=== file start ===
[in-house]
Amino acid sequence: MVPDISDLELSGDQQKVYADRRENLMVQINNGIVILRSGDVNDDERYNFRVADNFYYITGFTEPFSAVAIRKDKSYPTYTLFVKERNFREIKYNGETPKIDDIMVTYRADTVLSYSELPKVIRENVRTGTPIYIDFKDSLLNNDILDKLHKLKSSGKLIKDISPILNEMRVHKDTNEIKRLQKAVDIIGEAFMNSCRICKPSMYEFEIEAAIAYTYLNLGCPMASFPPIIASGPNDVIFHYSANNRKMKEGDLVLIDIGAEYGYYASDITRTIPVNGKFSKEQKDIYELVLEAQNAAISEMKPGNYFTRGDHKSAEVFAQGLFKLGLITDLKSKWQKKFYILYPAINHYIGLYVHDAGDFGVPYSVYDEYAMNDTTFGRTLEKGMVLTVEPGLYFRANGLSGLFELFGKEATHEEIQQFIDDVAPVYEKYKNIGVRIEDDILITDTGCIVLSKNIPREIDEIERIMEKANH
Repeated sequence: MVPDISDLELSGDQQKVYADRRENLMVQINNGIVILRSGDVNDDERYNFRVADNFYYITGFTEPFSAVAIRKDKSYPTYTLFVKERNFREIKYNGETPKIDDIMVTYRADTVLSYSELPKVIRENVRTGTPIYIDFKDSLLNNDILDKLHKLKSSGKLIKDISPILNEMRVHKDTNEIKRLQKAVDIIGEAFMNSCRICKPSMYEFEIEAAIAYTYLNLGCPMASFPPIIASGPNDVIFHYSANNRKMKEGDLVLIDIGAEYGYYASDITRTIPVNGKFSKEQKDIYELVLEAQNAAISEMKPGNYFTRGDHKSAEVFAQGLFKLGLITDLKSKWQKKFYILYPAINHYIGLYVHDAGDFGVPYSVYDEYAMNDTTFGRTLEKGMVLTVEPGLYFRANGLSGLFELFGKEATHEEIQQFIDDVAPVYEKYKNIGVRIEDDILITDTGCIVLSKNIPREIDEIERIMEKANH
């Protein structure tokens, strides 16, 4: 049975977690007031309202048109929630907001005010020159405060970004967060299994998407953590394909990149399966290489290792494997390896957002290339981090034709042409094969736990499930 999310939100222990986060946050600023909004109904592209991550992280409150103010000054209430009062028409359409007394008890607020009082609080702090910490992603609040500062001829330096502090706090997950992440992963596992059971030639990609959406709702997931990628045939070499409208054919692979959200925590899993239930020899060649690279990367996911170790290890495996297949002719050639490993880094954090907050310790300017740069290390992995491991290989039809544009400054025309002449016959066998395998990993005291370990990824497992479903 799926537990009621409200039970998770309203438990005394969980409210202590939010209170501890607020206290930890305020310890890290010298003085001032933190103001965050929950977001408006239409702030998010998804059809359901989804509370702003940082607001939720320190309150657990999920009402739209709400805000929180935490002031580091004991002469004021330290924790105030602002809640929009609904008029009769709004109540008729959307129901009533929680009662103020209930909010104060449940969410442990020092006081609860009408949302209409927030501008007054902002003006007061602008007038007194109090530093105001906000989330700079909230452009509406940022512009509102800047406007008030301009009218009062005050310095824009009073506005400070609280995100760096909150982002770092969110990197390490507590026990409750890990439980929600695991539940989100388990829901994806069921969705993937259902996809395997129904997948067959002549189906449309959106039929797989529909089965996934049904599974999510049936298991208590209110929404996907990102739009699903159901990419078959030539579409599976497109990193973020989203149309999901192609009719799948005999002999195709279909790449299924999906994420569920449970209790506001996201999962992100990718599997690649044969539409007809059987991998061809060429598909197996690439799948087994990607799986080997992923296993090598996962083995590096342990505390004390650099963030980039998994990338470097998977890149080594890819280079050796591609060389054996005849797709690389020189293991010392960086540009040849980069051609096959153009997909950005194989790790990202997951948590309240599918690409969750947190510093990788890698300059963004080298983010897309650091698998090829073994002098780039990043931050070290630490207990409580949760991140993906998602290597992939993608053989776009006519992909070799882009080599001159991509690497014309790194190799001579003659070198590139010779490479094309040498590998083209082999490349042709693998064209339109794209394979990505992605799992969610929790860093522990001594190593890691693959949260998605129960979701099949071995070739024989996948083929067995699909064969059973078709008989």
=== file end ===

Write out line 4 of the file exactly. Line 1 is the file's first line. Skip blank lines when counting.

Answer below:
């Protein structure tokens, strides 16, 4: 049975977690007031309202048109929630907001005010020159405060970004967060299994998407953590394909990149399966290489290792494997390896957002290339981090034709042409094969736990499930 999310939100222990986060946050600023909004109904592209991550992280409150103010000054209430009062028409359409007394008890607020009082609080702090910490992603609040500062001829330096502090706090997950992440992963596992059971030639990609959406709702997931990628045939070499409208054919692979959200925590899993239930020899060649690279990367996911170790290890495996297949002719050639490993880094954090907050310790300017740069290390992995491991290989039809544009400054025309002449016959066998395998990993005291370990990824497992479903 799926537990009621409200039970998770309203438990005394969980409210202590939010209170501890607020206290930890305020310890890290010298003085001032933190103001965050929950977001408006239409702030998010998804059809359901989804509370702003940082607001939720320190309150657990999920009402739209709400805000929180935490002031580091004991002469004021330290924790105030602002809640929009609904008029009769709004109540008729959307129901009533929680009662103020209930909010104060449940969410442990020092006081609860009408949302209409927030501008007054902002003006007061602008007038007194109090530093105001906000989330700079909230452009509406940022512009509102800047406007008030301009009218009062005050310095824009009073506005400070609280995100760096909150982002770092969110990197390490507590026990409750890990439980929600695991539940989100388990829901994806069921969705993937259902996809395997129904997948067959002549189906449309959106039929797989529909089965996934049904599974999510049936298991208590209110929404996907990102739009699903159901990419078959030539579409599976497109990193973020989203149309999901192609009719799948005999002999195709279909790449299924999906994420569920449970209790506001996201999962992100990718599997690649044969539409007809059987991998061809060429598909197996690439799948087994990607799986080997992923296993090598996962083995590096342990505390004390650099963030980039998994990338470097998977890149080594890819280079050796591609060389054996005849797709690389020189293991010392960086540009040849980069051609096959153009997909950005194989790790990202997951948590309240599918690409969750947190510093990788890698300059963004080298983010897309650091698998090829073994002098780039990043931050070290630490207990409580949760991140993906998602290597992939993608053989776009006519992909070799882009080599001159991509690497014309790194190799001579003659070198590139010779490479094309040498590998083209082999490349042709693998064209339109794209394979990505992605799992969610929790860093522990001594190593890691693959949260998605129960979701099949071995070739024989996948083929067995699909064969059973078709008989």